Rothmund-Thomson syndrome is a rare autosomal recessive disorder characterized by poikiloderma (skin atrophy, telangiectasia, hyper- and hypopigmentation), congenital skeletal abnormalities, short stature, premature aging, and increased risk of malignant disease. Two siblings with Rothmund-Thomson Syndrome showed the following characteristic features: severe growth failure, dystrophic nails, absent eyelashes/eyebrows, small hands, clinodactyly, microdontia and congential poikiloderma. In addition, delayed sexual development with cryptorchidism in the male and Hashimato thyroiditis in the female patient were detected. These cases are presented here because of these endocrine patterns, with the aim of drawing attention to the invisible aspects of Rothmund-Thomson syndrome.
Cite this ArticleCrossMarkPublonsHarvard Library HOLLISGrowKudosResearchGateBase SearchOAI PMHAcademic MicrosoftScilitSemantic ScholarUniversite de ParisUW LibrariesSJSU King LibrarySJSU King LibraryNUS LibraryMcGillDET KGL BIBLiOTEKJCU DiscoveryUniversidad De LimaWorldCatVU on WorldCat

Needs in siblings of individuals with Down Syndrome and levels of coping Cali, Colombia

Published on: 1st November, 2021

Objective: To determine the needs and level of coping in siblings of people with Down Syndrome. Methods: Descriptive, cross-sectional study, carried out in 2016. Sample consisted of 30 siblings of people with Down Syndrome between 6 and 60 years old. Using non-probability convenience sampling. Two instruments were used to collect the information: a) a validated sociodemographic and needs survey of the siblings, designed by the authors, and b). Callista Roy adaptation and coping survey validated. Results: 60% of the siblings report not having felt judged by other people when presenting their brother/sister with Down syndrome. 73.3% of the siblings did not receive information about Down Syndrome from a nursing professional, the need to strengthen the nursing care provided to the siblings of people with disabilities in this regard is evident. 53.3% of these present a medium level of coping with respect to the condition of having a brother with Down syndrome. Conclusion: Identified needs were: time needs, affective needs, family needs, social needs, economic and access to information needs. Highlighting these needs allows the nursing professional to identify and consider the siblings of people with Down Syndrome have different needs than the rest of the family nucleus. Where interventions aimed at reducing the harmful effects and enhancing those characteristics of gain related with having a brother with Down Syndrome.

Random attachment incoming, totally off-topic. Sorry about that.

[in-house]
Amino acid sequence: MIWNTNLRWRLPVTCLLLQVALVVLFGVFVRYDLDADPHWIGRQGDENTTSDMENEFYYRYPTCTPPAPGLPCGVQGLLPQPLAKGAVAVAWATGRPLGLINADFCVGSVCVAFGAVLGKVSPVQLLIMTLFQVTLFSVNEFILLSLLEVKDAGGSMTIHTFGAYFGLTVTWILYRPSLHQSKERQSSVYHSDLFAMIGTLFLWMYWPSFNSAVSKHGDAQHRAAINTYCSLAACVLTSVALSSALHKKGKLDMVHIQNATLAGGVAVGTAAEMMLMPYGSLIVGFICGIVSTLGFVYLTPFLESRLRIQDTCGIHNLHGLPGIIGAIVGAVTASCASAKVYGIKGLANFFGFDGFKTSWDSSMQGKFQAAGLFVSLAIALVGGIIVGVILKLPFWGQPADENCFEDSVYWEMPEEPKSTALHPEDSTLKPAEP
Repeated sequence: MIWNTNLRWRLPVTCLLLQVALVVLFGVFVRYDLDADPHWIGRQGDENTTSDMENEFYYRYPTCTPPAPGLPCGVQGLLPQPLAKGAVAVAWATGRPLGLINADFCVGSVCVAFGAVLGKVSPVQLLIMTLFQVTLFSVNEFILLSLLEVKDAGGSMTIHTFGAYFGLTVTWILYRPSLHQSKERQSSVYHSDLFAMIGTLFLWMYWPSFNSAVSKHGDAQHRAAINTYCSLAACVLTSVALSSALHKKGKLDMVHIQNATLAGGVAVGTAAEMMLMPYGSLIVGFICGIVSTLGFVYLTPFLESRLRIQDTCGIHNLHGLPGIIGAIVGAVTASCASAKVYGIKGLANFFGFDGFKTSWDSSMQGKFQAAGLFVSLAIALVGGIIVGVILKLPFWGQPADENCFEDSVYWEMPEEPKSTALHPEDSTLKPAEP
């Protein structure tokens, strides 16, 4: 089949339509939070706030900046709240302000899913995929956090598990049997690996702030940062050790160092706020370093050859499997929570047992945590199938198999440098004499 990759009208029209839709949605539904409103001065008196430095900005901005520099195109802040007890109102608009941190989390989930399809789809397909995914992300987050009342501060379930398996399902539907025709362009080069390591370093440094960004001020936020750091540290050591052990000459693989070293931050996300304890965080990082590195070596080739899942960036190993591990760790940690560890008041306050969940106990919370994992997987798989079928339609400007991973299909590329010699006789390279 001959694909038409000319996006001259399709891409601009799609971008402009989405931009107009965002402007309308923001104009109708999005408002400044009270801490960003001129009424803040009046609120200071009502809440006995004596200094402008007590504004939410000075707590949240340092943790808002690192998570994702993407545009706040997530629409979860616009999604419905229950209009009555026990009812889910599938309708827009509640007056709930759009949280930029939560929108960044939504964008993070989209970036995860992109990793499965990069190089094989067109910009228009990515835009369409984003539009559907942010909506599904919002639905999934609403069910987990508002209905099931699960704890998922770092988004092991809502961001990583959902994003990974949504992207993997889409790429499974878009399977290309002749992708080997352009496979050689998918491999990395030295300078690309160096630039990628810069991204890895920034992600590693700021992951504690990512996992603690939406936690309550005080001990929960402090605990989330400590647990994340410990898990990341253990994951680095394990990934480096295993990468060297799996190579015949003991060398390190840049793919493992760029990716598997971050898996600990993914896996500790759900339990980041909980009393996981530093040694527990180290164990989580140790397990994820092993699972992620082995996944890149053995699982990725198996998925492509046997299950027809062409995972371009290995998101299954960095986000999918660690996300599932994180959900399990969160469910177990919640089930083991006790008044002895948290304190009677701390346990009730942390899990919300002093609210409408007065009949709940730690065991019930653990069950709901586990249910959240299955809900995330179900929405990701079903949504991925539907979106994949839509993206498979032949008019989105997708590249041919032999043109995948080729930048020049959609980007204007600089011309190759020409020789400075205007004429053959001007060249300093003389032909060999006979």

Cite this ArticleCrossMarkPublonsHarvard Library HOLLISGrowKudosResearchGateBase SearchOAI PMHAcademic MicrosoftScilitSemantic ScholarUniversite de ParisUW LibrariesSJSU King LibrarySJSU King LibraryNUS LibraryMcGillDET KGL BIBLiOTEKJCU DiscoveryUniversidad De LimaWorldCatVU on WorldCat